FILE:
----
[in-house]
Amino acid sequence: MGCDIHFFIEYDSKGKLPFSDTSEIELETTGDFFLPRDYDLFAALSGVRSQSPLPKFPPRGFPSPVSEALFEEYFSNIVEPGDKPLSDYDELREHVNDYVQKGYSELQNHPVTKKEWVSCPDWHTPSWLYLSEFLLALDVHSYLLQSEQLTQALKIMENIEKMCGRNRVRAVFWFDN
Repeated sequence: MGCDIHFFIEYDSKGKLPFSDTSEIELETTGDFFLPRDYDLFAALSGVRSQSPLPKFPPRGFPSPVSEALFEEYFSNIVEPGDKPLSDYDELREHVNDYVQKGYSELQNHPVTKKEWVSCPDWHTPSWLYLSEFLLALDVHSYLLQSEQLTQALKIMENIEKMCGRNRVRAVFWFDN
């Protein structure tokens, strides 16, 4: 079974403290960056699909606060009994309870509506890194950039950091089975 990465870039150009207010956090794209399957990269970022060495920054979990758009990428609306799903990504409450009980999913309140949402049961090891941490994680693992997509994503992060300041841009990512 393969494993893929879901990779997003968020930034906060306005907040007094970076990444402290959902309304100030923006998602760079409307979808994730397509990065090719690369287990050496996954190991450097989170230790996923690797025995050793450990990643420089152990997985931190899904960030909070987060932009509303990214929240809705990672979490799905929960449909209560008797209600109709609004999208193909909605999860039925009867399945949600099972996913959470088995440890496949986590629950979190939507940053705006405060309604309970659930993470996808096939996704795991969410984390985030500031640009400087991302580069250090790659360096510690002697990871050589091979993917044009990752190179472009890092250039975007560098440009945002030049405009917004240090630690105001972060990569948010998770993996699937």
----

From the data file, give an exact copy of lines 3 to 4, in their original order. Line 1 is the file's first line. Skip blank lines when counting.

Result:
Repeated sequence: MGCDIHFFIEYDSKGKLPFSDTSEIELETTGDFFLPRDYDLFAALSGVRSQSPLPKFPPRGFPSPVSEALFEEYFSNIVEPGDKPLSDYDELREHVNDYVQKGYSELQNHPVTKKEWVSCPDWHTPSWLYLSEFLLALDVHSYLLQSEQLTQALKIMENIEKMCGRNRVRAVFWFDN
């Protein structure tokens, strides 16, 4: 079974403290960056699909606060009994309870509506890194950039950091089975 990465870039150009207010956090794209399957990269970022060495920054979990758009990428609306799903990504409450009980999913309140949402049961090891941490994680693992997509994503992060300041841009990512 393969494993893929879901990779997003968020930034906060306005907040007094970076990444402290959902309304100030923006998602760079409307979808994730397509990065090719690369287990050496996954190991450097989170230790996923690797025995050793450990990643420089152990997985931190899904960030909070987060932009509303990214929240809705990672979490799905929960449909209560008797209600109709609004999208193909909605999860039925009867399945949600099972996913959470088995440890496949986590629950979190939507940053705006405060309604309970659930993470996808096939996704795991969410984390985030500031640009400087991302580069250090790659360096510690002697990871050589091979993917044009990752190179472009890092250039975007560098440009945002030049405009917004240090630690105001972060990569948010998770993996699937």